Nissan is forecasting earnings to continue to slip this fiscal year.

Yamauchi reportedly left his Tuesday meeting with Senard smiling. Seki was also said to be in good spirits following his interview, telling colleagues he “had a blast.”

Hopefully both men can make that feeling last, as they may have to spend the next few years restoring the broken relationship between Nissan and Renault. They’re also unlikely to get away from questions about the alleged financial misconduct of the alliance’s former leader Carlos Ghosn — including the possible involvement of the now-retired Saikawa.

As Yamauchi is seen as having closer ties to both men, Seki may have a slight advantage in this respect. However, it’s believed Seki is eager to take drastic measures to ensure the Asian automaker’s wellbeing, with the automotive alliance potentially playing a distant second fiddle. That could encourage high-ranking officials to favor the older Yamauchi. But this is all speculation, and it unfairly discounts Gupta — who we know very little about, outside of his business credentials and lack of visible birthmarks.

Nissan will also be in the midst of its own corporate restructuring when the new CEO is settling into office. The chosen candidate will also have to navigate demands from Japanese stakeholders and staff to give the automaker more independence from Renault. All while trying to turn the company’s finances around.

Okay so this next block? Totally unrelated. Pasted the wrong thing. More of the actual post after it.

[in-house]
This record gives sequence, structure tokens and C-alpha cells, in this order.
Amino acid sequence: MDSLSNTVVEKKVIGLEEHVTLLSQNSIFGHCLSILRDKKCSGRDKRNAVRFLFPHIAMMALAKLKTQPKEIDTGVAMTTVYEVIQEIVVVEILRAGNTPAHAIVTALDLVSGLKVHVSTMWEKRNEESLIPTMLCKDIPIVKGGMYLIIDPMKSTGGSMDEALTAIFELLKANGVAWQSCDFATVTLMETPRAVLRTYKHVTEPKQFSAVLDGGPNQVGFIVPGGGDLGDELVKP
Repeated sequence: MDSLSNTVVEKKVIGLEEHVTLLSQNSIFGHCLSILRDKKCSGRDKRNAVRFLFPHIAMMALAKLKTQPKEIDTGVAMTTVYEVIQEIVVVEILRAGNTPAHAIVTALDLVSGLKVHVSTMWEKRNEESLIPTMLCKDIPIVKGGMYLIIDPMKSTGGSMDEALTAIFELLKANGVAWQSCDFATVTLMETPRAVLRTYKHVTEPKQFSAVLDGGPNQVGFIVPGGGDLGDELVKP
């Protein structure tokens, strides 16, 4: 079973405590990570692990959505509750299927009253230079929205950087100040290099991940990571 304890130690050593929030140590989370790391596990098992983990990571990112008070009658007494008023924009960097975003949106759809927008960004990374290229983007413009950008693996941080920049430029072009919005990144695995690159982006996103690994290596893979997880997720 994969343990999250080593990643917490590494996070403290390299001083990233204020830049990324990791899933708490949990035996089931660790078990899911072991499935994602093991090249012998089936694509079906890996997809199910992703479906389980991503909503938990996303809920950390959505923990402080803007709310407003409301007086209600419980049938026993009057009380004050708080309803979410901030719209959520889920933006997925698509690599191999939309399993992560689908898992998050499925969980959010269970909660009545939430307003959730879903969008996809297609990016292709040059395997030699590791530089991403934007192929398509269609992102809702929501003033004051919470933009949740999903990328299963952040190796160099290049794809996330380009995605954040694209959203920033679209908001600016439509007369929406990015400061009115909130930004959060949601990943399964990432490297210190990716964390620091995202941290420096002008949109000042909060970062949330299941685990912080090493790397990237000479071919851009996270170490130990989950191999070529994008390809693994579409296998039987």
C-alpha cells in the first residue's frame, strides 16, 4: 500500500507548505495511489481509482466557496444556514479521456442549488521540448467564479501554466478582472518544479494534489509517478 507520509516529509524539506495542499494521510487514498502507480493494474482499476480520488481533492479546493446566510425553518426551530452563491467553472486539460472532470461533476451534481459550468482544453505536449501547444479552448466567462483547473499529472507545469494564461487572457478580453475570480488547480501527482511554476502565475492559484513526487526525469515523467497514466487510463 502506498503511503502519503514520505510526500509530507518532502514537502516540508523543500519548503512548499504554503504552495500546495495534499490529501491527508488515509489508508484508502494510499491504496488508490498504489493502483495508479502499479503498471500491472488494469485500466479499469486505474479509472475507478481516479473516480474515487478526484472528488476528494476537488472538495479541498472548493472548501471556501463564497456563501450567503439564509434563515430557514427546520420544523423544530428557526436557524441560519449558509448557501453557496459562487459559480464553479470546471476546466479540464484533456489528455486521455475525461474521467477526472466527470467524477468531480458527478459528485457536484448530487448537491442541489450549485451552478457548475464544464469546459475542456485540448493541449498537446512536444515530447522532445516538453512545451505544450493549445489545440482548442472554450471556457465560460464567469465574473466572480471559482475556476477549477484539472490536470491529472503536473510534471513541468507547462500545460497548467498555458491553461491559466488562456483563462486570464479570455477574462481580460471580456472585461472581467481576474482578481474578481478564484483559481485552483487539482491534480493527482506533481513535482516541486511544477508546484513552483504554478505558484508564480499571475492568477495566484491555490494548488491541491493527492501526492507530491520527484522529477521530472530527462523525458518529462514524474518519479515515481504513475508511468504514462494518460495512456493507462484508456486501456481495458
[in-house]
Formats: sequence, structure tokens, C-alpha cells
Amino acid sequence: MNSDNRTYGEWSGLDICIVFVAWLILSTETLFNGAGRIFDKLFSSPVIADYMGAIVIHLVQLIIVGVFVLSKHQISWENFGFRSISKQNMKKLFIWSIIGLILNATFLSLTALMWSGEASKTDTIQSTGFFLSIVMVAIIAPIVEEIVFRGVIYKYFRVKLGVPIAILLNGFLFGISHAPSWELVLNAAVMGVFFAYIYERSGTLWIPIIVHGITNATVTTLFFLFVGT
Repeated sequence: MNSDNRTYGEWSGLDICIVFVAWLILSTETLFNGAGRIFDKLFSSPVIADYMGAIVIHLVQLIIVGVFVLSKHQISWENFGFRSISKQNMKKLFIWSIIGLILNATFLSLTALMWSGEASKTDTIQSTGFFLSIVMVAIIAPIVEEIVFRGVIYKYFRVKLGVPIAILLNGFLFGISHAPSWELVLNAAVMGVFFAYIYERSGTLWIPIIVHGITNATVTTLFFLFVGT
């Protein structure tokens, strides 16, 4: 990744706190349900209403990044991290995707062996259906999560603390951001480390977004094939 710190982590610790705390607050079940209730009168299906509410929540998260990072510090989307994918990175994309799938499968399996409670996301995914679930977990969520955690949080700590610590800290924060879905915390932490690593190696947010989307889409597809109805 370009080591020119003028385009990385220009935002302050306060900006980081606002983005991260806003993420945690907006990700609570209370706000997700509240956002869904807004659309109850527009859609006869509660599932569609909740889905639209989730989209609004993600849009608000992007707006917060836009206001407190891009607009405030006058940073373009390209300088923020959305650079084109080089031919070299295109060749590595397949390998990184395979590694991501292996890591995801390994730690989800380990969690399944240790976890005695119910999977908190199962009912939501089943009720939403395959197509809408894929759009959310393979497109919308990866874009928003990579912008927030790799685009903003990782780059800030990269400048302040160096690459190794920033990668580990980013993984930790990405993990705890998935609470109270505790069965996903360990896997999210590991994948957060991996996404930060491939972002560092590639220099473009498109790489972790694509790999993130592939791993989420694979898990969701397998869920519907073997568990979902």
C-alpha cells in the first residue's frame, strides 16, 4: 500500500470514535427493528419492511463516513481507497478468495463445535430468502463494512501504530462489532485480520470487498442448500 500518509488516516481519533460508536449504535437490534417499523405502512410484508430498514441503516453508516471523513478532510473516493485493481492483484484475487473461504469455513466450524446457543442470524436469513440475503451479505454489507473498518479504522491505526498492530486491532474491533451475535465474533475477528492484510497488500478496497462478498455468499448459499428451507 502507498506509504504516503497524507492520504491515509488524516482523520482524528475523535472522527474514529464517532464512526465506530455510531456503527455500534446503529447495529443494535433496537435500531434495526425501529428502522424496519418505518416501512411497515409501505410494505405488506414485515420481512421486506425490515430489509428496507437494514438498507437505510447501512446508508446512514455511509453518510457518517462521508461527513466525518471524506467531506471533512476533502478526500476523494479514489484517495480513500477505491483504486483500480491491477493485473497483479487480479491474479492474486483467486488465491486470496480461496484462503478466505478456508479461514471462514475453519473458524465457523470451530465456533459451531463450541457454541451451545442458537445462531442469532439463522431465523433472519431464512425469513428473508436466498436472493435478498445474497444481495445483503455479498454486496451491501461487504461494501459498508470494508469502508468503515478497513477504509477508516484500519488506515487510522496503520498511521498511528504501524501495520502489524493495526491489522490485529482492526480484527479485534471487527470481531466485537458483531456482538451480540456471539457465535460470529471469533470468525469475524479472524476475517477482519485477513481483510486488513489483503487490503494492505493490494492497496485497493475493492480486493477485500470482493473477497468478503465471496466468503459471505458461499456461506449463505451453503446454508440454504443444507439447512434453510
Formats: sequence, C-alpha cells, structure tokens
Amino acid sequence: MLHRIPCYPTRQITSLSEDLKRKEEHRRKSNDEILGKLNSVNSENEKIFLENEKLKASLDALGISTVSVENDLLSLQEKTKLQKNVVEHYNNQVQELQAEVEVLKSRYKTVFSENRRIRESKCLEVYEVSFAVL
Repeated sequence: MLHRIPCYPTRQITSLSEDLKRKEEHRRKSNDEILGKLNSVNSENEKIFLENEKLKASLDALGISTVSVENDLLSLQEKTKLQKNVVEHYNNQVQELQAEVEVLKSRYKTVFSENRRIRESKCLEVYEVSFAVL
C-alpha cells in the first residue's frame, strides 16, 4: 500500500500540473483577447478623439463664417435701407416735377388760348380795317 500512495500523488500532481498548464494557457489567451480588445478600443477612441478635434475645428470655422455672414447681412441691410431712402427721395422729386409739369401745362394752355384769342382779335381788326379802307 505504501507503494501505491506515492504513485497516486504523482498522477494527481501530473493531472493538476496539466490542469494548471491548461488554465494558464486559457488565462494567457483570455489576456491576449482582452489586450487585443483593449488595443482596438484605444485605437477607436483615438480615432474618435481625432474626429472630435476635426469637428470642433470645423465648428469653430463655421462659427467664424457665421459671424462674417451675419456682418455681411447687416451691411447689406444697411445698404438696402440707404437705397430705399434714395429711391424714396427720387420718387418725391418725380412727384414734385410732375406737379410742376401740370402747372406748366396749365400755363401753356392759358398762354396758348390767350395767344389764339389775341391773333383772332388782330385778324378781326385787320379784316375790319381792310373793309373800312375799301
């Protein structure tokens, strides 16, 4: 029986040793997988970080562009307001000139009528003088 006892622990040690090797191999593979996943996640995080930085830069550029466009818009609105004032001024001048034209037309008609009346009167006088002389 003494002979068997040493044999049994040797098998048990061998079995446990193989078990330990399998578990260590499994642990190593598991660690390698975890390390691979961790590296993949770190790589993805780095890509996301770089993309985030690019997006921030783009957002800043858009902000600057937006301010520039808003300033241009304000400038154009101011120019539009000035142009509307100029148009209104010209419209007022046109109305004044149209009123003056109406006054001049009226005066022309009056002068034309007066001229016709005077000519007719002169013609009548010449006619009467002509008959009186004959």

[Image: rmcarvalhobsb/Shutterstock]

Matt Posky
Matt Posky

A staunch consumer advocate tracking industry trends and regulation. Before joining TTAC, Matt spent a decade working for marketing and research firms based in NYC. Clients included several of the world’s largest automakers, global tire brands, and aftermarket part suppliers. Dissatisfied with the corporate world and resentful of having to wear suits everyday, he pivoted to writing about cars. Since then, that man has become an ardent supporter of the right-to-repair movement, been interviewed on the auto industry by national radio broadcasts, driven more rental cars than anyone ever should, participated in amateur rallying events, and received the requisite minimum training as sanctioned by the SCCA. Handy with a wrench, Matt grew up surrounded by Detroit auto workers and managed to get a pizza delivery job before he was legally eligible. He later found himself driving box trucks through Manhattan, guaranteeing future sympathy for actual truckers. He continues to conduct research pertaining to the automotive sector as an independent contractor and has since moved back to his native Michigan, closer to where the cars are born. A contrarian, Matt claims to prefer understeer — stating that front and all-wheel drive vehicles cater best to his driving style.